And now, it doesn’t sit right: all angles, sharp corners, reflective glass, jutting shelves, no trace of her in the plexiglass, no stain of ownership, no sign of the classiness she lent everything she touched like Midas, but for style. This touch did not travel with the desk to my bedroom. It stands against a window where I sit, leaves of first-draft pages carpeting the floor below. Pages glaring white with scribbles of blue mostly x-ed out.
On the desk, I keep a bonsai with stunted gnarly limbs that reach for graveled dirt underneath. Limbs should reach skyward, so I clip the tiny new growth with sewing scissors, murmuring a kaddish for my father’s father, the furrier who died on a stone floor in a Warsaw prison.
My father left me the bonsai. We had tended it together. When I was little, we drove in silence to the nursery as if we were on our way to a wake, not to select a tree that needed nurturing, leaving me to wonder whether it was nature or nurture that caused our bonsais to list and long for the earth to start over with new roots burying deep in the dirt. “That’s okay,” I whisper to the branches, “I don’t know where to find roots.”
Maybe not here at this desk, its hard surface still sparkling. The thing about glass is its transparency reveals nothing, not like the old wooden school desk next to mine in third grade where the boy carved a swastika with the pointy end of a compass. I watched his handiwork, and the sound of one hundred sirens rang in my head. No one else seemed the least bit bothered and apparently didn’t know that WW3 could be starting any second. “Not here in America,” said my mother and father.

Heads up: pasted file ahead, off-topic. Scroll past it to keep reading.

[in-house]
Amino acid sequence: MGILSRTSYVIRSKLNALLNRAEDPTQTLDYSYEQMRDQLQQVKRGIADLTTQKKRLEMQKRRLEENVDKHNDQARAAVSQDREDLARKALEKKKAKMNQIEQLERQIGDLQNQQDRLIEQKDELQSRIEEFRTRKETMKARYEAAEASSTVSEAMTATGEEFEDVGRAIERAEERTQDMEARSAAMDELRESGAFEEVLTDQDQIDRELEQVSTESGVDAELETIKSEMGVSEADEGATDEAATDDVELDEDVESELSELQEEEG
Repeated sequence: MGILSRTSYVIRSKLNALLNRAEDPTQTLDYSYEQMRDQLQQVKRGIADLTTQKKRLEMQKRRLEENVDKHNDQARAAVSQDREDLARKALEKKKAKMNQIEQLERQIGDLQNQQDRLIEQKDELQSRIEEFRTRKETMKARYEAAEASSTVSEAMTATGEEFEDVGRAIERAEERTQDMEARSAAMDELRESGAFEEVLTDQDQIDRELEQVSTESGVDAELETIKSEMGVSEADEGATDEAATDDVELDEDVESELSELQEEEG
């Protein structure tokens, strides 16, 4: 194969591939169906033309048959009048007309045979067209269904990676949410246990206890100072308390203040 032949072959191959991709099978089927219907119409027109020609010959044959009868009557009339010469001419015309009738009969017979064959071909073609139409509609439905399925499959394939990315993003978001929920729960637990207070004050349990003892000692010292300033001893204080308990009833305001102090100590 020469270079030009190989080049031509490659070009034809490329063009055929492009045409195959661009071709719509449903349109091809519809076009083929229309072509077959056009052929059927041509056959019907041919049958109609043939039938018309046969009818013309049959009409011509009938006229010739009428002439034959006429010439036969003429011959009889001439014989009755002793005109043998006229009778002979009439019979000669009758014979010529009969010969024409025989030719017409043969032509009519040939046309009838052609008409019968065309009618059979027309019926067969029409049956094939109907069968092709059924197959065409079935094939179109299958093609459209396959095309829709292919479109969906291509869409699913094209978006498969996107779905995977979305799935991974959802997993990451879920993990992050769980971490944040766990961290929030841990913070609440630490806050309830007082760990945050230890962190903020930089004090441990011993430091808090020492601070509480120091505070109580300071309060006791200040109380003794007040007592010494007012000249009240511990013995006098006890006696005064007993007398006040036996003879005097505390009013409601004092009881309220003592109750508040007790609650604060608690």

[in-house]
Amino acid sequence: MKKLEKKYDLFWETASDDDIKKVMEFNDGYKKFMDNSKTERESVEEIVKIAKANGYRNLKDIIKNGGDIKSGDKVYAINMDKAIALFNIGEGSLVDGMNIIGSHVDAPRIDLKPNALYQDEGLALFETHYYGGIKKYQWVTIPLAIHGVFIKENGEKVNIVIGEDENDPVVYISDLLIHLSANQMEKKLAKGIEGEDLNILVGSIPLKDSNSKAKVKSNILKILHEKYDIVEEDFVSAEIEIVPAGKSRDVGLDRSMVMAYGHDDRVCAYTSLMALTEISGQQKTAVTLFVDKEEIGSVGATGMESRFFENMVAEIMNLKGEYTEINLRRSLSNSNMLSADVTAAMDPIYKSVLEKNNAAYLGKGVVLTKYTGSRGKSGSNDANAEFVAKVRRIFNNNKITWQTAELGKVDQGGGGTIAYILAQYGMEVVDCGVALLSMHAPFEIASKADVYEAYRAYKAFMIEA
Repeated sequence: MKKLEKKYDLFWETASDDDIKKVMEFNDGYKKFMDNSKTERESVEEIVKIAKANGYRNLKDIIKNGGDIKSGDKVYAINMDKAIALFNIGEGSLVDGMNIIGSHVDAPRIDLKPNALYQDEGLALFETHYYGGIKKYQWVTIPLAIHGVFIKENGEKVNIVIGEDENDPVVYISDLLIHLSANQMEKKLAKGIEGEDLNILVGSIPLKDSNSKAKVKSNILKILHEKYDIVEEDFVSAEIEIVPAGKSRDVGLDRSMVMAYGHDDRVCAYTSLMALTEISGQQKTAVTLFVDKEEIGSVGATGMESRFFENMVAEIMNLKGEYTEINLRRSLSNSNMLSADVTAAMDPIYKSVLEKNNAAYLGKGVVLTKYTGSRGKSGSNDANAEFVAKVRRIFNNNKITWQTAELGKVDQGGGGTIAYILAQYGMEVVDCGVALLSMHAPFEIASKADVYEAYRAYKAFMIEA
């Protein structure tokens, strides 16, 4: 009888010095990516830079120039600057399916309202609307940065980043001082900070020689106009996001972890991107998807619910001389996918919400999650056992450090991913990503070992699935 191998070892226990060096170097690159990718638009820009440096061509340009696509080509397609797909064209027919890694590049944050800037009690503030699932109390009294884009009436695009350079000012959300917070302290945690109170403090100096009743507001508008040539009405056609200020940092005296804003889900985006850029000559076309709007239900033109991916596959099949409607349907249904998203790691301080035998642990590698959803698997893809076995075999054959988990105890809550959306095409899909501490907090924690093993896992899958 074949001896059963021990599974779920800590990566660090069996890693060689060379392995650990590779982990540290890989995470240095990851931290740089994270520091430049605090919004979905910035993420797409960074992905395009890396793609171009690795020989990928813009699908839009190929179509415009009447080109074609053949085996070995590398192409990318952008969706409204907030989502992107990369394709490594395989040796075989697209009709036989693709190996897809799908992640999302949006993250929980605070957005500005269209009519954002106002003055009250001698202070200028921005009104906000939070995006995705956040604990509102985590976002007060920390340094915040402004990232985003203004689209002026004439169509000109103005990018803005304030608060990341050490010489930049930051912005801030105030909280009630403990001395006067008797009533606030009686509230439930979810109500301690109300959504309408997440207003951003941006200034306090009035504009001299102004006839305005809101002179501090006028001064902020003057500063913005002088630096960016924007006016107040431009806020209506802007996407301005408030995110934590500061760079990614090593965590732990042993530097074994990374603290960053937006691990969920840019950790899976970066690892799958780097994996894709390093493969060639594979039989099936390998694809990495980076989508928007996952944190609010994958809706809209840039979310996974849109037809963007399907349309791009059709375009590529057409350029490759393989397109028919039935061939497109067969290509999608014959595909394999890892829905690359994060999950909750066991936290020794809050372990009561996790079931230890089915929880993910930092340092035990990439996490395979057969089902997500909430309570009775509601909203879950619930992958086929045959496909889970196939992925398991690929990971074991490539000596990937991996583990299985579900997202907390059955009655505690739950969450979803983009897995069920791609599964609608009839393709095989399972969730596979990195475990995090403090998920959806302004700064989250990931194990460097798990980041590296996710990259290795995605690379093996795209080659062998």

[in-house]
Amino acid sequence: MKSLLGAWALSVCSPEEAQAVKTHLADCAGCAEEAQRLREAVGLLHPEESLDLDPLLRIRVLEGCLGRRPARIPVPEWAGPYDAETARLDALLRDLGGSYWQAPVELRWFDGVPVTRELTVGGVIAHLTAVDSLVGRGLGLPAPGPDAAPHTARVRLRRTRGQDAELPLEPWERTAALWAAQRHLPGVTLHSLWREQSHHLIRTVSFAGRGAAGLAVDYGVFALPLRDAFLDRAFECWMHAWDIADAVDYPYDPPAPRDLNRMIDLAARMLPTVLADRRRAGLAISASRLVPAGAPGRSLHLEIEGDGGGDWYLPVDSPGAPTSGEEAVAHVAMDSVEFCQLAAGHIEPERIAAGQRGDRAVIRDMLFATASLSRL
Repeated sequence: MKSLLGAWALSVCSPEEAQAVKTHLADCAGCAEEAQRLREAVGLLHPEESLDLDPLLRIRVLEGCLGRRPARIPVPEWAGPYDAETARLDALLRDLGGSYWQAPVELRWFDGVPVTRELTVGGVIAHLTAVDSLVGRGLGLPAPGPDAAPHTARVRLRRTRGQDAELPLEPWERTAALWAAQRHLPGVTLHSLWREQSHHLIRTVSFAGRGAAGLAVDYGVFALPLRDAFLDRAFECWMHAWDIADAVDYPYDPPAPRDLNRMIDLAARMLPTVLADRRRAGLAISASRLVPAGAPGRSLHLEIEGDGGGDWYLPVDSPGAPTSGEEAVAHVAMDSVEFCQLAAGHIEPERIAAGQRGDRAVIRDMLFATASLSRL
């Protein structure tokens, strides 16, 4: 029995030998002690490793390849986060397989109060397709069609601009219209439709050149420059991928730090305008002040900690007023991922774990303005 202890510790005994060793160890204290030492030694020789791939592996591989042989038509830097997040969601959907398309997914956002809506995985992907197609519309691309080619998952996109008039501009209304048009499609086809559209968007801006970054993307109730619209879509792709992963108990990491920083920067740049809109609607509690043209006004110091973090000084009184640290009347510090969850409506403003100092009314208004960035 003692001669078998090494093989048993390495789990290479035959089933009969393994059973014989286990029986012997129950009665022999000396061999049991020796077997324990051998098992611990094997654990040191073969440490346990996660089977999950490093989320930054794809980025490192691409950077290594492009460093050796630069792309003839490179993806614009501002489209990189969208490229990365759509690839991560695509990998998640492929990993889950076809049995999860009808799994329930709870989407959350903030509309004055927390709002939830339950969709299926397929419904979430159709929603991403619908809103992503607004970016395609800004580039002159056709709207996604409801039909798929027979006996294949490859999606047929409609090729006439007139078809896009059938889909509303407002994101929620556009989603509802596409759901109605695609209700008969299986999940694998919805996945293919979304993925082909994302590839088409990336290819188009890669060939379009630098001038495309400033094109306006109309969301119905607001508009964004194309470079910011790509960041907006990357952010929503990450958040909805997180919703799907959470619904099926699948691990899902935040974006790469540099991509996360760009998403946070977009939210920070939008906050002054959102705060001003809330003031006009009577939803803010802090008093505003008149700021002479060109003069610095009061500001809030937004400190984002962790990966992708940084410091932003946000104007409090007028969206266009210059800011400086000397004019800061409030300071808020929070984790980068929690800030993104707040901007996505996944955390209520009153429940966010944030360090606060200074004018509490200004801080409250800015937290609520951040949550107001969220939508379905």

I never told them about the swastika at school; it could break them. “Oh, just live a little,” said my mother, but how do you live a little when there are too many words for the absence of ancestors by which I mean genocide of ancestors or extermination or mass murder or holocaust or
Your daughter delivers
the news, waving the plastic strip in your face; you glimpse two pink stripes, and you’re dizzy with the thrill of it. Tingly in the thick of it. It’s a rush, but there’s no rush; still, you can’t help but fuss. The size of a pea, a walnut, a tangerine, a pomelo. Beyond light and sound, unbound, the ultrasound. Wavy lines mark a nose and four limbs, gray marks a fetus. An ocean’s heartbeat, its swell, your heart swells. Moods rise and fall and rise again. The belly swells. The heat swelters. You text too much. You suffocate. Ask permission before you touch. Don’t even think of touching,
she aches. She’s bearing the child. You’re bearing the brunt. You supplicate, she replicates. You meditate. You hold your breath; don’t exhale yet
exaltation, the top of the world, so grand, you’re swooning, it’s soothing, forsooth. You go to Target. You buy her the stretch panel jeans, the gathered dress. You buy the car seat, the rock-a-bye bassinet, the cushioned perambulator, the tallest highchair. You break the bank. You bake bread. You make soup, lentils and squash. Celery and kale. The pot fills. The heart overflows. The belly bursts, an ancestor is born.
Peggy Stone lives in the San Francisco Bay Area, and writes poetry, short fiction, creative nonfiction and memoir. After a legal career representing adults and youth in the criminal justice and foster care systems, she turned her attention to her passion for writing. She currently teaches memoir classes at The Writers Studio.